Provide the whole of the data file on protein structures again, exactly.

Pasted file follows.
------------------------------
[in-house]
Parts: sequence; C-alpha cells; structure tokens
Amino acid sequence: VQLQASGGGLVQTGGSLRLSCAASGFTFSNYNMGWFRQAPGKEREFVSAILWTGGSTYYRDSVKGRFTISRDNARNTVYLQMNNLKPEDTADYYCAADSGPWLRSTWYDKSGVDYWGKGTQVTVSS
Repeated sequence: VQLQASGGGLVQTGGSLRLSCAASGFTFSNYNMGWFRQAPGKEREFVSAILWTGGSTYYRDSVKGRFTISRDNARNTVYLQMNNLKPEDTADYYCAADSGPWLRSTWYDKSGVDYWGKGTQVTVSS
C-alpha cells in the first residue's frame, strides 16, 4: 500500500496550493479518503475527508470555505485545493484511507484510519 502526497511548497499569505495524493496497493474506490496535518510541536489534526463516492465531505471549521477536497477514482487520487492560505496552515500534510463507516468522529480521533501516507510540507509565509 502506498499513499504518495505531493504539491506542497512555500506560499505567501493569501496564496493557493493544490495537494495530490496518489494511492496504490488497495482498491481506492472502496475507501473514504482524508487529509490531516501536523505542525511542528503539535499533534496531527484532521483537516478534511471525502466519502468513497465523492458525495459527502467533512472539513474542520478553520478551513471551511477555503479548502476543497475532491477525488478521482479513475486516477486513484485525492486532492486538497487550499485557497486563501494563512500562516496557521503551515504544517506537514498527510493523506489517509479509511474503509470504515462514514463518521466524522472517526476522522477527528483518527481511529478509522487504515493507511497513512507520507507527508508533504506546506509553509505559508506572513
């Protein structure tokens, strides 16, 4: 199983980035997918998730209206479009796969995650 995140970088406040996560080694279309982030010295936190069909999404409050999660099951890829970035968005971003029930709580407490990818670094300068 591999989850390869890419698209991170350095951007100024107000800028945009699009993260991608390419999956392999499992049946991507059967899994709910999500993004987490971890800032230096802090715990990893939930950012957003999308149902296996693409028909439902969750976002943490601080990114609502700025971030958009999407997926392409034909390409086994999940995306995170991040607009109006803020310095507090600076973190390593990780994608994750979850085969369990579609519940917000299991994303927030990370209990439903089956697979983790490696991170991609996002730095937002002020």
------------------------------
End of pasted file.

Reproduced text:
[in-house]
Parts: sequence; C-alpha cells; structure tokens
Amino acid sequence: VQLQASGGGLVQTGGSLRLSCAASGFTFSNYNMGWFRQAPGKEREFVSAILWTGGSTYYRDSVKGRFTISRDNARNTVYLQMNNLKPEDTADYYCAADSGPWLRSTWYDKSGVDYWGKGTQVTVSS
Repeated sequence: VQLQASGGGLVQTGGSLRLSCAASGFTFSNYNMGWFRQAPGKEREFVSAILWTGGSTYYRDSVKGRFTISRDNARNTVYLQMNNLKPEDTADYYCAADSGPWLRSTWYDKSGVDYWGKGTQVTVSS
C-alpha cells in the first residue's frame, strides 16, 4: 500500500496550493479518503475527508470555505485545493484511507484510519 502526497511548497499569505495524493496497493474506490496535518510541536489534526463516492465531505471549521477536497477514482487520487492560505496552515500534510463507516468522529480521533501516507510540507509565509 502506498499513499504518495505531493504539491506542497512555500506560499505567501493569501496564496493557493493544490495537494495530490496518489494511492496504490488497495482498491481506492472502496475507501473514504482524508487529509490531516501536523505542525511542528503539535499533534496531527484532521483537516478534511471525502466519502468513497465523492458525495459527502467533512472539513474542520478553520478551513471551511477555503479548502476543497475532491477525488478521482479513475486516477486513484485525492486532492486538497487550499485557497486563501494563512500562516496557521503551515504544517506537514498527510493523506489517509479509511474503509470504515462514514463518521466524522472517526476522522477527528483518527481511529478509522487504515493507511497513512507520507507527508508533504506546506509553509505559508506572513
């Protein structure tokens, strides 16, 4: 199983980035997918998730209206479009796969995650 995140970088406040996560080694279309982030010295936190069909999404409050999660099951890829970035968005971003029930709580407490990818670094300068 591999989850390869890419698209991170350095951007100024107000800028945009699009993260991608390419999956392999499992049946991507059967899994709910999500993004987490971890800032230096802090715990990893939930950012957003999308149902296996693409028909439902969750976002943490601080990114609502700025971030958009999407997926392409034909390409086994999940995306995170991040607009109006803020310095507090600076973190390593990780994608994750979850085969369990579609519940917000299991994303927030990370209990439903089956697979983790490696991170991609996002730095937002002020």